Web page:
On appeal Hughes insists that he did not mean to defraud the court. He meant only to remain eligible for the jail's hygiene-product program, and he never lied to the court in his IFP affidavit or failed to disclose any of his finances.

The judge did not clearly err in rejecting this defense and finding that Hughes intentionally concealed assets to defraud the court. See Thomas v. Gen. Motors Acceptance Corp., 288 F.3d 305, 308 (7th Cir. 2002) (describing the standard of review). First, it is irrelevant that Hughes may not have lied on his IFP affidavit. Courts can, in an oversight role, monitor a prisoner's finances “to ensure that the prisoner does not deplete his trust account in order to avoid paying the filing fee.” Robertson v. French, 949 F.3d 347, 353–54 (7th Cir. 2020); see also Sultan v. Fenoglio, 775 F.3d 888, 891 (7th Cir. 2015). Second, the judge permissibly found that Hughes was brazenly depleting his assets to avoid paying his debts to the court. Hughes stated on a call (a recording he knew a judge may receive) that he wanted his brother to deposit his money into other inmates’ accounts. And far from saying, as he now claims, that this scheme would help him remain eligible for a jail program, he admitted that diverting his assets was the way to “get around” the “fees” he owed from “put[ting] the lawsuits in.” Finally, even if he diverted assets only to defraud the jail and not the court, Hughes should have told that to the court before hiding the assets so it could evaluate the legitimacy of the scheme. See Kennedy v. Huibregtse, 831 F.3d 441, 443 (7th Cir. 2016) (“[H]iding assets is not a permissible alternative to seeking the judge's assistance. An [IFP] applicant has to tell the truth, then argue to the judge why seemingly adverse facts ․ are not dispositive.”).

Next, Hughes argues that even if some sanction was appropriate, the judge should not have punished him with dismissal with prejudice. He contends that he diverted only $134 and that he offered (in a motion for relief from the judgment) to raise money to pay some of the filing fees. It is “beyond question” that a court may dismiss a case with prejudice as a sanction in an appropriate case. Thomas, 288 F.3d at 306. Before doing so, however, a judge should “generally consider” lesser sanctions first. Hoskins v. Dart, 633 F.3d 541, 544 (7th Cir. 2011). Here, the judge did just that, noting that dismissal with prejudice was “proportionate to the gravity” of Hughes's deliberate concealment of assets. First, she had warned Hughes not to hide assets, to no avail. Second, even though Hughes was caught on tape discussing hiding less than $200, the judge reasonably found that Hughes was scheming for more diversions because he had asked about his outstanding debts and altered his longtime deposit patterns to avoid paying them. Third, the judge also considered dismissal without prejudice but noted that it would be too lenient considering the “numerous deeply troubling aspects of [Hughes's] conduct.” Accepting an asset-concealer's belated offer to pay his debts would not deter others from trying to get away with a similar fraud.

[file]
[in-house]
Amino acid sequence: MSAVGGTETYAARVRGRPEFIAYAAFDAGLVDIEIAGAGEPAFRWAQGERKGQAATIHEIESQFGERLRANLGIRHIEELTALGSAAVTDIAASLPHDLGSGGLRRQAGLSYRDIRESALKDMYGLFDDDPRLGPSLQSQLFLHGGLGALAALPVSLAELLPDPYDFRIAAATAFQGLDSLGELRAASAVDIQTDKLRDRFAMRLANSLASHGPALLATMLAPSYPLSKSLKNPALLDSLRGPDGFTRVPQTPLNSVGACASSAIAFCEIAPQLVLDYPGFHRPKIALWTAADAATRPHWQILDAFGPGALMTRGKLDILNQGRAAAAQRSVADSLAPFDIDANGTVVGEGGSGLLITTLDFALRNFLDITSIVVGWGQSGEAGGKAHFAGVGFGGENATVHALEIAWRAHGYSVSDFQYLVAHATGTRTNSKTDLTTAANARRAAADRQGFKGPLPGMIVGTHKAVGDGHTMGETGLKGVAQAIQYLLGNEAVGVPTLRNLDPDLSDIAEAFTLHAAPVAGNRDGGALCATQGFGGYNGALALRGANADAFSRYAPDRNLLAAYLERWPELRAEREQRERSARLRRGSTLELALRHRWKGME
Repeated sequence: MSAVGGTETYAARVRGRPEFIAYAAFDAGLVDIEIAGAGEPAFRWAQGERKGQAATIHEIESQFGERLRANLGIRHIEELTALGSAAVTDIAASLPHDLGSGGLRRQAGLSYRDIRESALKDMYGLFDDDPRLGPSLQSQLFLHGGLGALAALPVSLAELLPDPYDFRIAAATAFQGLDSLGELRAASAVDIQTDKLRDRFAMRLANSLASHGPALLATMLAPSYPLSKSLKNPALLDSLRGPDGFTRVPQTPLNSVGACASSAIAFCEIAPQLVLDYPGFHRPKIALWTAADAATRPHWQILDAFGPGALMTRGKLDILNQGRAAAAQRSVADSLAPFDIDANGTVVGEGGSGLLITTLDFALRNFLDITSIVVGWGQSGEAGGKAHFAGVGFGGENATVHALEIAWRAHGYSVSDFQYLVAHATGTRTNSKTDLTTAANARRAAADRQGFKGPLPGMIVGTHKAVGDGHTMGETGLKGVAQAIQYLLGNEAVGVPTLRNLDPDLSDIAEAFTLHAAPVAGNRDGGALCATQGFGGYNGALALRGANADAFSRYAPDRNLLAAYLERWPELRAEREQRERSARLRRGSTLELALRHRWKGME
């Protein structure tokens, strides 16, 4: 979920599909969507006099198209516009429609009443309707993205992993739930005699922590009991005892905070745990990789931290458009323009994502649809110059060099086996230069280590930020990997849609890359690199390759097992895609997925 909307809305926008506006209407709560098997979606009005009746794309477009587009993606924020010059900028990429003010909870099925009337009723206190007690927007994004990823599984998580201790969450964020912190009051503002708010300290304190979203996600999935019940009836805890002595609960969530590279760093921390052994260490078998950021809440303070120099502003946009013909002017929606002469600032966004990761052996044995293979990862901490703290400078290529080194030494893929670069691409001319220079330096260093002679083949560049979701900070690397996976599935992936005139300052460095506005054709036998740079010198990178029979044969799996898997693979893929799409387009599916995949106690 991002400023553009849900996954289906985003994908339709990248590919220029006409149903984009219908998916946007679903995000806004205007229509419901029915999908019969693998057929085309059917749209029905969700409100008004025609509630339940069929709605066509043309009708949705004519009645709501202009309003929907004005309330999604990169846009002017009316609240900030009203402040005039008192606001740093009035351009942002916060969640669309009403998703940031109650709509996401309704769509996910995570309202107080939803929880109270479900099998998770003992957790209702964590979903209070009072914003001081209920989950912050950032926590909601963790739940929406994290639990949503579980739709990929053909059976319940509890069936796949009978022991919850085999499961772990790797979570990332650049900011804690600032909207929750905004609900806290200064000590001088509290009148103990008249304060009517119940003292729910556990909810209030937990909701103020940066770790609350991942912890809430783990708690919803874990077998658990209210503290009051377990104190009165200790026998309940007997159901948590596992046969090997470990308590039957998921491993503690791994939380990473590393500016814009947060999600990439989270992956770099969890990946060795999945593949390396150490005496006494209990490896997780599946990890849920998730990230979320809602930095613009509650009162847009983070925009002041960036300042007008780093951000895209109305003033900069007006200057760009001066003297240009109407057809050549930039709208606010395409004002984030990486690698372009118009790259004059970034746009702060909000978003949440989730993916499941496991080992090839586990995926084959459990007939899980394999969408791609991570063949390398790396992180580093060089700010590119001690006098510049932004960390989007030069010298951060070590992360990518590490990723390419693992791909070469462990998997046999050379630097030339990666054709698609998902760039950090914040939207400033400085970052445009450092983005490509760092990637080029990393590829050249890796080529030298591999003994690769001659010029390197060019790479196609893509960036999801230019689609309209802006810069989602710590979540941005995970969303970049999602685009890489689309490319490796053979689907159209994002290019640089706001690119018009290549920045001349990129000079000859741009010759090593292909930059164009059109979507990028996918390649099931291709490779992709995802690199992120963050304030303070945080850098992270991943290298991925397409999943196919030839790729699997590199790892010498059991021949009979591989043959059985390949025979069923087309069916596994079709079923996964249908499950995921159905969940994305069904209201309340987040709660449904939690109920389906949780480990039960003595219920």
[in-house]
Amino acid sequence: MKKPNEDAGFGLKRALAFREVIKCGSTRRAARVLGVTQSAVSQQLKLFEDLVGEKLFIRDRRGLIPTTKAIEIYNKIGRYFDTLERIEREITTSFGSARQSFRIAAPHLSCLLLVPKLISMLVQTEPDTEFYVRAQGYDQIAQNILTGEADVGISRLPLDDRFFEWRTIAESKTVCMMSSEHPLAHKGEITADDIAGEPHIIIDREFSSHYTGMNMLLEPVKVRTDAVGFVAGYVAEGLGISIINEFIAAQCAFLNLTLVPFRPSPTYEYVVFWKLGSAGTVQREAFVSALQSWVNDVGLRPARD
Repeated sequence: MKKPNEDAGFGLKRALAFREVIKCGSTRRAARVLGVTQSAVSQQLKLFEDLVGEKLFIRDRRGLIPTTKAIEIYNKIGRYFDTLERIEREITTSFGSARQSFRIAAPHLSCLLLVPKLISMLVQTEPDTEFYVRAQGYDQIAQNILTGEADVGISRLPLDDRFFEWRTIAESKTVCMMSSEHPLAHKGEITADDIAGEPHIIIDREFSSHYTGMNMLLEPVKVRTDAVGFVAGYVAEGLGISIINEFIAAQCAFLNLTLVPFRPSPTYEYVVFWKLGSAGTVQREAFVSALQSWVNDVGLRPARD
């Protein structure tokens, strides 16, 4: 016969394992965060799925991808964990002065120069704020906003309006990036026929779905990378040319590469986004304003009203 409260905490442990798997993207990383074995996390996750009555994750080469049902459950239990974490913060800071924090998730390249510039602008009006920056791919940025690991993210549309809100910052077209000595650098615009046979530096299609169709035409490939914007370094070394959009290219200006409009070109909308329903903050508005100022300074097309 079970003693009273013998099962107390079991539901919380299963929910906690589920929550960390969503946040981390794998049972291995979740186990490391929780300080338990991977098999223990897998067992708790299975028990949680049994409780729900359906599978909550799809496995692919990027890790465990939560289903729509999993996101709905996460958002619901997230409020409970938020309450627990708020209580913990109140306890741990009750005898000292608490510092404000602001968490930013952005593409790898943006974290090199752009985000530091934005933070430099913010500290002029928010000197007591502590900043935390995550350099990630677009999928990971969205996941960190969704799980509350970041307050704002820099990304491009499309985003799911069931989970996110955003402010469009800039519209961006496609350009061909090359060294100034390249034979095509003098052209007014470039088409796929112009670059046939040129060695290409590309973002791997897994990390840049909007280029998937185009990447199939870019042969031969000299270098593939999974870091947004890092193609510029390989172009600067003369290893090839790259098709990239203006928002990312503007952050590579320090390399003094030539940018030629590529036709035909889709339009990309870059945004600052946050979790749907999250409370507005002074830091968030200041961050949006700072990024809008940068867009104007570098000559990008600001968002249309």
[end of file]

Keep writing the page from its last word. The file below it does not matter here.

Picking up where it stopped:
Finally, Hughes raises two procedural matters. First, he argues that the judge should not have considered the phone calls without permitting him to contest the recordings’ authenticity. He cites Diamond v. Pitchess, 411 F.2d 565, 566–67 (9th Cir. 1969), where a district court sua sponte dismissed a suit as frivolous, relying on its incamera review of government reports. Unlike Diamond, the court here dismissed Hughes's suit not as frivolous but as a sanction for fraud and only after giving him notice of the possible sanction and a chance to respond. That process was sufficient. See Donelson v. Hardy, 931 F.3d 565, 569 (7th Cir. 2019). Next, Hughes claims that the recordings were not exchanged with him. However, he does not challenge the defendants’ reliance on the certificate of service showing that copies of the recordings were mailed to the jail well before his brief was due. He otherwise fails to develop his argument, so it is waived. See Shipley v. Chi. Bd. of Election Comm'rs, 947 F.3d 1056, 1063 (7th Cir. 2020).

We considered Hughes's other arguments, and none has merit.


Was this helpful?

Thank you. Your response has been sent.

Welcome to FindLaw's Cases & Codes

A free source of state and federal court opinions, state laws, and the United States Code. For more information about the legal concepts addressed by these cases and statutes visit FindLaw's Learn About the Law.

Go to Learn About the Law

Docket No: No. 20-1635

Decided: November 19, 2020

Court: United States Court of Appeals, Seventh Circuit.

Get a profile on the #1 online legal directory

Harness the power of our directory with your own profile. Select the button below to sign up.

Sign up

Learn About the Law

Get help with your legal needs

FindLaw’s Learn About the Law features thousands of informational articles to help you understand your options. And if you’re ready to hire an attorney, find one in your area who can help.

Learn more about the law
Copied to clipboard